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By considering different paths of approach, show that the functions in Exercises $41-48$ have no limit as $(x, y) \rightarrow(0,0)$ .$$f(x, y)=-\frac{x}{\sqrt{x^{2}+y^{2}}}$$

$\lim_{y\to 0} f(x,y) = -1$, but, $\lim_{x\to y} f(x,y) = \frac{-1}{\sqrt{2}}$

Calculus 3

Chapter 14

Partial Derivatives

Section 2

Limits and Continuity in Higher Dimensions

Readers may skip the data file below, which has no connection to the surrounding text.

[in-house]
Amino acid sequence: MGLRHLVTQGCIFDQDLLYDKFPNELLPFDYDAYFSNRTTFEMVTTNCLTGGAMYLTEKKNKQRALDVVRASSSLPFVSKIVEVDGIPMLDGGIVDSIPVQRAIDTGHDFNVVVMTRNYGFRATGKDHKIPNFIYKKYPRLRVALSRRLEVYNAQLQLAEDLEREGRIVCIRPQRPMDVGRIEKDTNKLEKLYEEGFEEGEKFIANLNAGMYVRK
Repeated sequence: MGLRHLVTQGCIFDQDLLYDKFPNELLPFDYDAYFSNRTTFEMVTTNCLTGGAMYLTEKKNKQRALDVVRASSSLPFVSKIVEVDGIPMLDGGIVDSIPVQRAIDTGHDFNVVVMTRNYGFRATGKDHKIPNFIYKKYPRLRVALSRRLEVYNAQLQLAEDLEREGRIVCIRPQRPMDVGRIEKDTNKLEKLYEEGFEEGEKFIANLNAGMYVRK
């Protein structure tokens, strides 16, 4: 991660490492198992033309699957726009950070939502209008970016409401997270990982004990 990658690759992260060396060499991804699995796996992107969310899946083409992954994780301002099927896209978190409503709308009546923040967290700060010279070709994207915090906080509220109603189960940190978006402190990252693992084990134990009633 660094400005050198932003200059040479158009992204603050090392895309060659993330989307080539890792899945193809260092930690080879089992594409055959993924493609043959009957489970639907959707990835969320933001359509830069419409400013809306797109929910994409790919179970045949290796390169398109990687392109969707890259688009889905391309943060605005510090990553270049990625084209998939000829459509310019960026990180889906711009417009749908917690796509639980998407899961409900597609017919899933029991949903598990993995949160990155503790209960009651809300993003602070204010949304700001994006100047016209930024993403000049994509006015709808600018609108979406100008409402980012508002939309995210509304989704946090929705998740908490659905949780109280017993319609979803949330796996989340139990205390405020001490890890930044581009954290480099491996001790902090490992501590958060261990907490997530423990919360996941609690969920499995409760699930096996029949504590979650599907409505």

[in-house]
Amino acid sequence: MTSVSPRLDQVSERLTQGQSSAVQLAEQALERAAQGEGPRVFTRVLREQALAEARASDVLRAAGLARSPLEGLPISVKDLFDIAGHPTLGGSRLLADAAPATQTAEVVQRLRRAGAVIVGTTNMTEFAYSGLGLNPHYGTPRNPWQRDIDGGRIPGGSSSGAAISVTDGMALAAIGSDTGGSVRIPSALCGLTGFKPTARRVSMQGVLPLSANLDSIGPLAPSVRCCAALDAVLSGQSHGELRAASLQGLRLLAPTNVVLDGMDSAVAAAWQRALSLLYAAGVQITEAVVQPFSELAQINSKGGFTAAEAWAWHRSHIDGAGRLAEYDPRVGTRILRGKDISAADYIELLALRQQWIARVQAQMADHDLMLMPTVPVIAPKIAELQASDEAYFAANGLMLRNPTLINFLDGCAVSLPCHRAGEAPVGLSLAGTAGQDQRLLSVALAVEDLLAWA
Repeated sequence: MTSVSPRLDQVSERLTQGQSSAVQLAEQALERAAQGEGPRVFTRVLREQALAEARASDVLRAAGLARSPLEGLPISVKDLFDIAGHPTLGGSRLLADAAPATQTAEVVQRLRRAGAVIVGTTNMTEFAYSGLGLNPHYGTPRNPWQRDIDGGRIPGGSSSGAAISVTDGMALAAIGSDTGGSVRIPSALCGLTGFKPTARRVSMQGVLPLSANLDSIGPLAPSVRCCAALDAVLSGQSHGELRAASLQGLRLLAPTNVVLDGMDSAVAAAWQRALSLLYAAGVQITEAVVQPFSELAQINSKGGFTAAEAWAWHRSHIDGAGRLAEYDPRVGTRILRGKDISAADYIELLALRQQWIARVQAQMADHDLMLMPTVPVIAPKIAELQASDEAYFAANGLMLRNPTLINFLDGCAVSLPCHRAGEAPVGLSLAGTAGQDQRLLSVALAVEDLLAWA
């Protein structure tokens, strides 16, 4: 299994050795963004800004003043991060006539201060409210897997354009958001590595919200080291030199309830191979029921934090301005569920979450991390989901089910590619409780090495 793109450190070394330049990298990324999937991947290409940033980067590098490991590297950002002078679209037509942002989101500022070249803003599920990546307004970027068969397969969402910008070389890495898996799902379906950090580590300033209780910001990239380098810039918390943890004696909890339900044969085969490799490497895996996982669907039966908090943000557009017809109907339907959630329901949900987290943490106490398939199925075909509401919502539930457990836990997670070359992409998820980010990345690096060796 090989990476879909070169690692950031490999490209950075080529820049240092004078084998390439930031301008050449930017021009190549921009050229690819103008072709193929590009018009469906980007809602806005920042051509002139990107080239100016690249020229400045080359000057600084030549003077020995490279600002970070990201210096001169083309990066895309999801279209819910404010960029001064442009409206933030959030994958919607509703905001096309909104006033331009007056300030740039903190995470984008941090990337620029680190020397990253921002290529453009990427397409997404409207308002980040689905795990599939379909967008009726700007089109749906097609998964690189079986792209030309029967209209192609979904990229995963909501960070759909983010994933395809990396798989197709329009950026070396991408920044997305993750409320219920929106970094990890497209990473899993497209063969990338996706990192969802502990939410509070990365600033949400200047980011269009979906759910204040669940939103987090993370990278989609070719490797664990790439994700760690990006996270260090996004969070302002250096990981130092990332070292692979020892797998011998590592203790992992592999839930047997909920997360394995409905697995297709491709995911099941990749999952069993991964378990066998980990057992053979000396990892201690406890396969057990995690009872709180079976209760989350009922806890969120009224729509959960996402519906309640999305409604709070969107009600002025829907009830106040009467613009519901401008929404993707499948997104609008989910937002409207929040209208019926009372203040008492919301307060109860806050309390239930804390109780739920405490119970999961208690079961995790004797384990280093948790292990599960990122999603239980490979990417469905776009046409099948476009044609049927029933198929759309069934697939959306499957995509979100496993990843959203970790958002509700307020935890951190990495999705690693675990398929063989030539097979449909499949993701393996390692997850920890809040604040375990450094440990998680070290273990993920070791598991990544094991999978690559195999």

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with multi variable limits instead of approaching just from the left and the right of one value, as we did with single variables. We're going approach from many different directions of lines. So the one line that we could check is the line why you call zero or the approaching from the X axis? We could say so the limit as y approaches zero, would end up getting us, uh, negative X over square root of X squared would be X and then simplifying this, we'd end up getting negative one. Now, if we can get another value, we can prove that this limit does not exist. So, for instance, let's approach from the line. Why equals X or another way to say that is as X approaches. Why that would get us negative y on top, divided by the square root. Oh, uh, why squared plus y squared. Which one end up giving us two y squared? Taking the square root, we'd end up getting negative. Why over square root to why? And then simplifying these, we'd end up getting a fraction of negative one over route to And because we're getting two different values approaching from two different lines towards this, this 20.0 we know that this limit does not exist

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